A couple of things in your follow-up that give me pause though:

    You say your daughter no longer needs medical treatment or insurance. The medical care part is great, I’m so glad she’s better. But the insurance? Why doesn’t she still need that? Not needing medical care today doesn’t equal not needing insurance. Everyone should be insured — the whole point is to be covered in case something happens.

    Second, you state your husband has agreed to keep your divorce secret because he’s “afraid of what will happen if the abandonment and affair comes to light in a way he cannot control.” I’ll bet he is. But I hope you aren’t allowing his fear to factor into your decision making. He’s treated you like a doormat and you don’t owe him or his feelings jack. I also hope you’re not keeping silent about the divorce out of a feeling of shame or guilt — you did nothing wrong. Keep silent if you think it’s best for your career, that’s it.

    Finally, you don’t say, but I hope you took Alison’s advice about talking to a lawyer (or more than one). If you haven’t, please please do. No one in this place is going to look out for you and you should have someone in your corner, ideally someone with no emotional connection.

    1. Evan Þ.*

      Hopefully LW’s daughter doesn’t need it anymore because she has a job and insurance of her own? You’re right that she should definitely have some insurance.

    2. That’ll Happen*

      With the OP using English spellings (s instead of z), I’m guessing she is not in the United States, so insurance was supplementary and their daughter might’ve been seeing a private doctor for her care.

  14. Nicole*

    I hope you find new work soon and that it’s leagues better than the place you’re at now. You deserve it!

  15. anonymouser for this*

    I’m so glad your daughter is doing better, OP, and that you are able to look at your situation with clear eyes. While not completely comparable, I had been working in a department that was known throughout our organization to be dysfunctional, to say the least. Our VP (my grandboss) was mercurial, disruptive, fed by drama, played favorites, and I was not on her good list. After five years of building up my staff and doing amazing work, she found a way to reorg me out of the department entirely. I was able to stay for five more months while I looked for another job.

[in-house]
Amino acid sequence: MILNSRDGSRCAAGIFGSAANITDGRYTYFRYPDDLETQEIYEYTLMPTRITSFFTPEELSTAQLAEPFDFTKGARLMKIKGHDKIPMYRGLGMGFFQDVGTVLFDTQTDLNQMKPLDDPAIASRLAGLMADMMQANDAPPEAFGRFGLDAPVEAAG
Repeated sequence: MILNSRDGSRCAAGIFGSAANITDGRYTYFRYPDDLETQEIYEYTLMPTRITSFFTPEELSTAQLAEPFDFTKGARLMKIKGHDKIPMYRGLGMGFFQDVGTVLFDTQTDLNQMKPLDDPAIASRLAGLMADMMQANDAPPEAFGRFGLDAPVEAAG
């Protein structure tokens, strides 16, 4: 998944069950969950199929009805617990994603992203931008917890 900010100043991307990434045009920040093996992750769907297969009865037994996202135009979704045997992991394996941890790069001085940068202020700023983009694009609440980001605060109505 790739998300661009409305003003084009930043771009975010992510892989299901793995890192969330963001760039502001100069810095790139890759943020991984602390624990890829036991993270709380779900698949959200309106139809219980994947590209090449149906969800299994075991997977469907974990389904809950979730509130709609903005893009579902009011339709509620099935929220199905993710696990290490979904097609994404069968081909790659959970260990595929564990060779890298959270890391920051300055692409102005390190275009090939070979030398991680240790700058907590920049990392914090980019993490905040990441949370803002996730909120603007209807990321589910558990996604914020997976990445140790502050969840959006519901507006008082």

I had a choice: I could badmouth the department, file a complaint, and generally make trouble. But after a lot of thought, I didn’t want to do that. The toxicity was already there; I didn’t want to add to it. So I resolved to look for a new position, and behave like a good person throughout the process, no matter how difficult it might be. At the time, I wrote a sticky note with my aspirational attitudes:


    I still have this sticky note in front of me. They kept extending my end date, and I found another job in a different department, even during COVID, and I love it here. If I’d created a stink, it could have gone badly for me, and I don’t regret being level-headed.

    It sounds like you’ve made that calculation. I wanted to share my experience in the hopes it can give you some comfort.

    All the best to you.

  16. sssssssssssssssssssssssssssss*

    I’ve worked in places where people deliberately changed departments or jobs because their partner/lover was their boss. Which I believe is the best plan.

    But having your spouse in a different branch where you’re not his supervisor is not always better. My Hubs had a boss whose spouse had similar credentials but was working in a different branch. She would go home, share her day and spouse would then tear apart what my husband did because, well, similar credentials. Boss would then return to my hubs and dissect the work based on what her spouse said, rather than the actual work hubs did. It was an awful situation.

    Good luck to you, LW. I hope you find a much better job in the early months of 2021!